Independent Student Newspaper of UW Oshkosh Campuses

The Advance-Titan

Independent Student Newspaper of UW Oshkosh Campuses

The Advance-Titan

Independent Student Newspaper of UW Oshkosh Campuses

The Advance-Titan

How are other UW staff responding to deficit?

Graphic by Josh Lehner

UW Oshkosh faces an $18 million deficit, with employees forced to take up to 11 days of furlough while they await word on if they will be one of the 200 people to be laid off.

However, UWO is not the only campus to face these challenges, created in part by declining enrollment and Republican lawmakers who voted in June to cut the System’s budget by $32 million because of anger over diversity, equity and inclusion programs.

The response throughout the UW System has been varied and is leaving many with questions.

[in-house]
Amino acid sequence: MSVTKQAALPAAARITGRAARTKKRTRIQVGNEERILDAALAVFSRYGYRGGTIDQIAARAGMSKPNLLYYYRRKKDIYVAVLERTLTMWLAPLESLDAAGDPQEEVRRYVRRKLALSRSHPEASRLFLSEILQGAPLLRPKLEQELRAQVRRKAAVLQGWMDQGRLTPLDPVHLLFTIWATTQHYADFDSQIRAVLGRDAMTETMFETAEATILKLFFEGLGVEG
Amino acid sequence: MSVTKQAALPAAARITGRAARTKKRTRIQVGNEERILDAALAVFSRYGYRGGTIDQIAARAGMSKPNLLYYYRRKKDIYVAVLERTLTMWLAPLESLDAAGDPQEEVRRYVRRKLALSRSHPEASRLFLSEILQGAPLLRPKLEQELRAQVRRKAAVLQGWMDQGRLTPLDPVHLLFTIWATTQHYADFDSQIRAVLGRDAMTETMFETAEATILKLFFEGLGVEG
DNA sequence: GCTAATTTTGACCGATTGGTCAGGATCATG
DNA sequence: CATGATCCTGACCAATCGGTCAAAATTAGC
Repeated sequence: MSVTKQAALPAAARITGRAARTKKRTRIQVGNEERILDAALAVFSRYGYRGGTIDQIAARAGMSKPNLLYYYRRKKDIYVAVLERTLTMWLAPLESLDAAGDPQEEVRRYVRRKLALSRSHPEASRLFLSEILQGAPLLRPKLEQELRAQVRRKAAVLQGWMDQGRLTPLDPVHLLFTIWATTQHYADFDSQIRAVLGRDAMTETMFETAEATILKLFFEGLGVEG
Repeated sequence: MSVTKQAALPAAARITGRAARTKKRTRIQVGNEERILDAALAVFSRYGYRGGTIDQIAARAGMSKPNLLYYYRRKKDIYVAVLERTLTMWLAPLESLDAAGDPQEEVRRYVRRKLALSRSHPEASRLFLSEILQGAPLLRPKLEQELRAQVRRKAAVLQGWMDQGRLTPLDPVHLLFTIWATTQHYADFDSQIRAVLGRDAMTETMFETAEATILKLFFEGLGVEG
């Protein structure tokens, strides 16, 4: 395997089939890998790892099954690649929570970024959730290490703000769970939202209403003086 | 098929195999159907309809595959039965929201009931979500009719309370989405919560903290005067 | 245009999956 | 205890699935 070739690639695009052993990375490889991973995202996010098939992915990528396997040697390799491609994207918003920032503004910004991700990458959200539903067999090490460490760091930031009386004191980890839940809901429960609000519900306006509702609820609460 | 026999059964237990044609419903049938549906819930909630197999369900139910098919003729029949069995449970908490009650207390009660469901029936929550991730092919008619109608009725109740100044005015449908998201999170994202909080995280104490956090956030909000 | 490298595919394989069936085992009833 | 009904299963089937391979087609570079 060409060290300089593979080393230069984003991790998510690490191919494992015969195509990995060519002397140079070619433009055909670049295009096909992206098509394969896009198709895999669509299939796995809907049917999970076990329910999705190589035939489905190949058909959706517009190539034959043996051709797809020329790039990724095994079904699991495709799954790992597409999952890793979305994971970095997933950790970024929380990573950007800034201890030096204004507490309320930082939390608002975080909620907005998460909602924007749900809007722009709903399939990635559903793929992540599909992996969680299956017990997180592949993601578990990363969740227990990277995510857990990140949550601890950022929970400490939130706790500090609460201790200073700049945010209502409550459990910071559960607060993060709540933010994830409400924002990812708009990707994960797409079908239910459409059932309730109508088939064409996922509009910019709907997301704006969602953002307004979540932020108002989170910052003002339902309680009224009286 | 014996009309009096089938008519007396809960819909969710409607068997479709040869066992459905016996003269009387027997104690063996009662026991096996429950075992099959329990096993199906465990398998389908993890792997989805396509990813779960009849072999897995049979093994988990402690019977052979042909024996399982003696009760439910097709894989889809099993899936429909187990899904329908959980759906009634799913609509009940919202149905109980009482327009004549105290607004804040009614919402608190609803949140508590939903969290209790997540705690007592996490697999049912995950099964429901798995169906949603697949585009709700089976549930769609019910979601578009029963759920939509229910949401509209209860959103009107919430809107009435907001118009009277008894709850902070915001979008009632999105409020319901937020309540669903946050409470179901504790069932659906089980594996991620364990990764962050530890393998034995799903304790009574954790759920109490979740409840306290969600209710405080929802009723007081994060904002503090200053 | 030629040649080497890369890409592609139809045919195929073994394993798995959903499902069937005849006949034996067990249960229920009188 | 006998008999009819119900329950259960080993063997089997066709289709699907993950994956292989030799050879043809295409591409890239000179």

At UW-River Falls, professor of American politics and public policy Neil Kraus said it is unclear how the system has determined the amount of the deficit.

“What I’m trying to find out is how exactly the structural deficit is being measured or determined,” he said. “The UW System has not been forthcoming about basic facts. How did they arrive at the figures that were published early in the summer for each campus?”

Kraus said that recent conversation regarding educational funding isn’t new and that since the tuition freeze, there have been structural deficits.

“Why is this a pressing issue now?” he asked. “The UW System has admitted that campuses have had what are being called structural deficits since the tuition freeze [in 2013-14.] … The UW System published numbers for all the campuses early in the summer, before the final state budget was determined.”